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In sports, the term 'great' is distributed liberally, attached to single performances as well as to consistent performers. Most people agree that greatness can be achieved only in the long-term performance, while others are convinced that a single performance (e.g. Bob Beamon's long jump at the Mexico Olympics) meets the criterion.
Anil Kumble qualifies as GREAT on all these counts: An 18- year long career, the test bowler's 'greatest ever achievement- all 10 wickets in an innings and his tally of 619 Test wickets topped only by two bowlers. But it is the mixture he contains that makes him fascinating: toughness and dignity, self-assurance and empathy, the ability to focus on the details and understand the big picture all at a time, an awareness of the meaning of his sport and the flexibility to adapt. He is an old-fashioned cricketer in modern grab. Anyone searching for the abstract qualities unique of the game- fairness, spirit, gentlemanliness – need not look beyond Kumble.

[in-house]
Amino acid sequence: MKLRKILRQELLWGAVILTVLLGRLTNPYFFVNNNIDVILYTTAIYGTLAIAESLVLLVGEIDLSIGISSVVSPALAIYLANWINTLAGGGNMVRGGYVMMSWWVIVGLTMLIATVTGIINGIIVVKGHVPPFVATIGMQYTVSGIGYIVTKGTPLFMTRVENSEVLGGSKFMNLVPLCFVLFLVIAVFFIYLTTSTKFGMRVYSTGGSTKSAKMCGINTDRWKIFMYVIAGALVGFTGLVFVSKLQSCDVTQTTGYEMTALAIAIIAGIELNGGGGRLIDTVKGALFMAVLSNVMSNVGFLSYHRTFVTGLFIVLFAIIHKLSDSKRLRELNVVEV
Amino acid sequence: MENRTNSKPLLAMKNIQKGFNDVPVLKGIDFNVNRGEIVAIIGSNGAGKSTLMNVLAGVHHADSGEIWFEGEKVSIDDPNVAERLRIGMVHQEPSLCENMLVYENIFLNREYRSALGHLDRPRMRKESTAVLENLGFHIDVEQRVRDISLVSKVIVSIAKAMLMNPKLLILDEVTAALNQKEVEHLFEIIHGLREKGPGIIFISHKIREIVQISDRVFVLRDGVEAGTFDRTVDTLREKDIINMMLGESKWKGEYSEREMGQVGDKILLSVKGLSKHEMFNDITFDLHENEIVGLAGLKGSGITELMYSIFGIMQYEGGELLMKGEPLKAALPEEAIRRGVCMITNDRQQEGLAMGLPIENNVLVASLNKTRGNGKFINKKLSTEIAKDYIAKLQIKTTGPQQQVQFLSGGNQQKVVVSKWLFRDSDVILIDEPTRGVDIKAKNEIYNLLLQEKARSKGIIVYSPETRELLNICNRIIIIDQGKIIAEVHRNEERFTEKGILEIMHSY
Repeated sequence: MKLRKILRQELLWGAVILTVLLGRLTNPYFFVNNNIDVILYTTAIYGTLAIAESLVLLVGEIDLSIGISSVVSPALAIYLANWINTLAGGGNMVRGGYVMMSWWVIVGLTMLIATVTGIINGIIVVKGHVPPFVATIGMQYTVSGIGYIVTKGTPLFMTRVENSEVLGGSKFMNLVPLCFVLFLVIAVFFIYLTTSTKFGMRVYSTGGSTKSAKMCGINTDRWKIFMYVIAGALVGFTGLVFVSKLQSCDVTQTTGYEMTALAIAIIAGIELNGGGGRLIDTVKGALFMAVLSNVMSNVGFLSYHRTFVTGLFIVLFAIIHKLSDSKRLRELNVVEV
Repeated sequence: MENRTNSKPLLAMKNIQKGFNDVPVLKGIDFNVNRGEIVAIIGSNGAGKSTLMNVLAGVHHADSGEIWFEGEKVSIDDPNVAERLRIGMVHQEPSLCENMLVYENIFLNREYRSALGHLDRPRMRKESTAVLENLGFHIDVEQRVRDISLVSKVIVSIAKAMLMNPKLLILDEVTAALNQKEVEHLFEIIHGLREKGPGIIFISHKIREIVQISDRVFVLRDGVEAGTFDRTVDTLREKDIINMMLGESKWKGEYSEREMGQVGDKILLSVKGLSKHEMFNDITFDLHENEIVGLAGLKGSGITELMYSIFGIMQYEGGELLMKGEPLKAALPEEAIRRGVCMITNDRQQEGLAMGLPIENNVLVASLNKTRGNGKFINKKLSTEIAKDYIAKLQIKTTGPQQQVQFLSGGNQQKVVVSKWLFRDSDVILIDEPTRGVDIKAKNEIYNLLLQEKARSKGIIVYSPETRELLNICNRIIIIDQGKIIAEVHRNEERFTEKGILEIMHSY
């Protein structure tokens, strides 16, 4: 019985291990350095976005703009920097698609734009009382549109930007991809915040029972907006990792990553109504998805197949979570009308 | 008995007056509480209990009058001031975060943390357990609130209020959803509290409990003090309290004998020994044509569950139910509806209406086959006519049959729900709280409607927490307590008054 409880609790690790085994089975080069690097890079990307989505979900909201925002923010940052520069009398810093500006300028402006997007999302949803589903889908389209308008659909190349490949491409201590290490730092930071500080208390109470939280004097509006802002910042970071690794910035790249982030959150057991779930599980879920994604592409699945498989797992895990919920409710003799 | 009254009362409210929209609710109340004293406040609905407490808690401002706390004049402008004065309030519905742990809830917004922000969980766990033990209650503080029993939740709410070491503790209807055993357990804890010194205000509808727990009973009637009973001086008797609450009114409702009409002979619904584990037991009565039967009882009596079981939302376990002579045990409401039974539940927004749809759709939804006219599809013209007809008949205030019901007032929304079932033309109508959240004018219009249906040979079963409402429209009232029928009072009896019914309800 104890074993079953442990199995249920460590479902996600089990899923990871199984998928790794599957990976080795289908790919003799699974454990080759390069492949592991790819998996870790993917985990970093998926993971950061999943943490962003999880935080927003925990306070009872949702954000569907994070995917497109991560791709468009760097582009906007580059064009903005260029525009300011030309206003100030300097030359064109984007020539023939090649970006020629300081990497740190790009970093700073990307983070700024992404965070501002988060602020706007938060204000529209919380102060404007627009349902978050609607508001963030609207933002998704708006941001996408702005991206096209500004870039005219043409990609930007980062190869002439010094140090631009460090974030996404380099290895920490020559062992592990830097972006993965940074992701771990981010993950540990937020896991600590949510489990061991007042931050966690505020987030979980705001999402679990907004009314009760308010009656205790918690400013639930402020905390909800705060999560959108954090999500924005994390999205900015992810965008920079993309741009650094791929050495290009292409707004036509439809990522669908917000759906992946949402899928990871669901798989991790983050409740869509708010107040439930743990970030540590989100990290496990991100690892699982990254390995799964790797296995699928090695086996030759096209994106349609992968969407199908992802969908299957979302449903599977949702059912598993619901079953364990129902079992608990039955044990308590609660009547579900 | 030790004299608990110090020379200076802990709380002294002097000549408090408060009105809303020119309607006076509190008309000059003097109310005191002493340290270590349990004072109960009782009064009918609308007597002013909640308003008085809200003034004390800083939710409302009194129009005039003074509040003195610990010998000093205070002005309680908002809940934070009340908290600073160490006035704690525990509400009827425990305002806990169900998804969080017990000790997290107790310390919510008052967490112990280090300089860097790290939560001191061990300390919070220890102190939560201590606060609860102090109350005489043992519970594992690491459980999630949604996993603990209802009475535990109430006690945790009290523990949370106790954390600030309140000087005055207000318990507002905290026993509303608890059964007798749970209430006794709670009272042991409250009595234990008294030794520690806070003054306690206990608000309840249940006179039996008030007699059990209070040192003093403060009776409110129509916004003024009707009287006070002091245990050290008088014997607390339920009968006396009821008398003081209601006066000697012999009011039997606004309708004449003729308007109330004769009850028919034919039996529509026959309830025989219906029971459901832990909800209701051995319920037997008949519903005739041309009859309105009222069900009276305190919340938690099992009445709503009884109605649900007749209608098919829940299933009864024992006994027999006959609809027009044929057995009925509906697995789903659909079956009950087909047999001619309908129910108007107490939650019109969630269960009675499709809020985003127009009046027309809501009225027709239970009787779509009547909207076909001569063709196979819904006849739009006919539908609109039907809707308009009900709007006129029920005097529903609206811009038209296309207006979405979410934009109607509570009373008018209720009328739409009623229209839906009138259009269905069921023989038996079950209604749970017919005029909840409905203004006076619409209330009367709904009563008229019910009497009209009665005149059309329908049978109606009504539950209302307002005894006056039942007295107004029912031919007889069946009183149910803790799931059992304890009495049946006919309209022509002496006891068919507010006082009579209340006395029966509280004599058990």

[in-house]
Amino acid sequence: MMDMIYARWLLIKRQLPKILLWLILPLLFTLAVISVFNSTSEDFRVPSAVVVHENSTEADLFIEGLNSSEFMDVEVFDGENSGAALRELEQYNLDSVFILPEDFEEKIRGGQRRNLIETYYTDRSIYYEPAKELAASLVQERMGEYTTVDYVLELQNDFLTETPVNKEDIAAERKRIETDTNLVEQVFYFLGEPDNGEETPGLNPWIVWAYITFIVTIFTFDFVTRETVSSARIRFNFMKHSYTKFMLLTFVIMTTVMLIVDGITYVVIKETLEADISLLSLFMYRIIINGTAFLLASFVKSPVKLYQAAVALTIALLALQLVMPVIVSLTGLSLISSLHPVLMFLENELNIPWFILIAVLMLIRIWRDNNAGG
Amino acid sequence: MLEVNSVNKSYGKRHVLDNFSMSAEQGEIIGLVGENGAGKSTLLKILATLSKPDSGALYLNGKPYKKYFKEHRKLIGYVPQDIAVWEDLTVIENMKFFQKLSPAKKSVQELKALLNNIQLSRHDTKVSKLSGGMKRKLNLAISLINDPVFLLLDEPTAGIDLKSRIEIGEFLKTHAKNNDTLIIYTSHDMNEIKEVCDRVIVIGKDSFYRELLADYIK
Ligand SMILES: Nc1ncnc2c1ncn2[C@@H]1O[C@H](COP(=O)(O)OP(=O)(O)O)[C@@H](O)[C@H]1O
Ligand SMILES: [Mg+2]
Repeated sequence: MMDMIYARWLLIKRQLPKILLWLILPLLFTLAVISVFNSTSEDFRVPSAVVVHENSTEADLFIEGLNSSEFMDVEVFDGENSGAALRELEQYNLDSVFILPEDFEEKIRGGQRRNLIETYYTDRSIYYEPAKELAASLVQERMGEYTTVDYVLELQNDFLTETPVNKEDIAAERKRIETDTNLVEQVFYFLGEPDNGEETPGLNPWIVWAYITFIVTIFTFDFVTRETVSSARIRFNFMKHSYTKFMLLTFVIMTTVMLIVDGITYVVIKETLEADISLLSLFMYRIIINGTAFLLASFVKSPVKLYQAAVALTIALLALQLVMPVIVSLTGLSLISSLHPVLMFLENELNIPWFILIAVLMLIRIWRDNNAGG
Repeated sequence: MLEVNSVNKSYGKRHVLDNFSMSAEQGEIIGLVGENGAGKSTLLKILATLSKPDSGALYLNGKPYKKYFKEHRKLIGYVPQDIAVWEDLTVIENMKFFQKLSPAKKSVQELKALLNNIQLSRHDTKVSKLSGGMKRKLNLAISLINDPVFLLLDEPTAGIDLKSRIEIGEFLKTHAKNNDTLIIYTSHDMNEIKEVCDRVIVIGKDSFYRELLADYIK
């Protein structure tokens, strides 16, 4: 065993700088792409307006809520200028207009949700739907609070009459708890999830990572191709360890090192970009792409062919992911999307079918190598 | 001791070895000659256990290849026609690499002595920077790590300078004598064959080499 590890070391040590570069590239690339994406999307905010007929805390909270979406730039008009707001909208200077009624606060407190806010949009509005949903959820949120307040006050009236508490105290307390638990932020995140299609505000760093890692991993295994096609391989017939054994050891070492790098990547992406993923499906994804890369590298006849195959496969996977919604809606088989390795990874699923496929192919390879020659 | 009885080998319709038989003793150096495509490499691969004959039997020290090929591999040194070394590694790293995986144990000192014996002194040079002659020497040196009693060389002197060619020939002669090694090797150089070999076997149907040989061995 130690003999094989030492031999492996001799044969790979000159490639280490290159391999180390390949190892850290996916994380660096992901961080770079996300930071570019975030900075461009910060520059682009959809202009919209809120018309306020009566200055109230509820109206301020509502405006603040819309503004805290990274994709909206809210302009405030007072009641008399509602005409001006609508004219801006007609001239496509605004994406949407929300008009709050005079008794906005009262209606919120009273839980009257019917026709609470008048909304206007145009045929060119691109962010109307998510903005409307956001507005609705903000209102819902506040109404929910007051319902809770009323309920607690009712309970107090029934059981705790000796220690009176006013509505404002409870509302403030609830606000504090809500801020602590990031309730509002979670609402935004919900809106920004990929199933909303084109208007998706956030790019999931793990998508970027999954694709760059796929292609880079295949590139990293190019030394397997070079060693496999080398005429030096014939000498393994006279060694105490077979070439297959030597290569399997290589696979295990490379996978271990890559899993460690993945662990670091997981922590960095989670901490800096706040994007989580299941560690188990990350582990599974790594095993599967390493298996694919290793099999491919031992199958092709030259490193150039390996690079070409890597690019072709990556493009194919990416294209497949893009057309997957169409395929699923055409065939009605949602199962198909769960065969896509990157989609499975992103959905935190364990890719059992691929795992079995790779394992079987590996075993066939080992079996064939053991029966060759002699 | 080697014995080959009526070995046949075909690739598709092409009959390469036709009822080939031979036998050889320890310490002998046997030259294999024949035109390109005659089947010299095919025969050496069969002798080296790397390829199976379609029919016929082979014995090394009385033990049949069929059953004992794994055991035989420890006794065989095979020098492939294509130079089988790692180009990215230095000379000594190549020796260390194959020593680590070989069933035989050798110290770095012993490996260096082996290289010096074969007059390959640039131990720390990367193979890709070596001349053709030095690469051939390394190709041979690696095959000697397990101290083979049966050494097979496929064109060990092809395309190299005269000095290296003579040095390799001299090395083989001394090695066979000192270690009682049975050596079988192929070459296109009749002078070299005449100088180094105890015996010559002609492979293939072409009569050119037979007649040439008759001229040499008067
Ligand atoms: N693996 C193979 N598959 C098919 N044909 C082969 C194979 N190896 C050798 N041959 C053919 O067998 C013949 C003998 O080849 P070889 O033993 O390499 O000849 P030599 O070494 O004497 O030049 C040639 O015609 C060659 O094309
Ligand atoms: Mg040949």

In October 2008, he had to make a difficult decision. The spirit was willing but the flesh was 38 years old. Ultimately time, the sportsman's greatest enemy, claimed Kumble. His decision to retire saddened his fans for he was not just a great bowler, he was a great inspiration. He fought hard without even once compromising on dignity or integrity, and that is as important as the number of wickets he took.
The sight of Kumble emerging from the pavilion in Antigua some years ago, ready to bowl, his face bandaged, is one of cricket's most inspiring moments. He sent down fourteen overs in a row and became the first bowler to dismiss Brian Lara while bowling with a broken jaw. He was due to fly back to Bangalore the following day for surgery when he said, "At least I can now go home with the thought that I tried my best."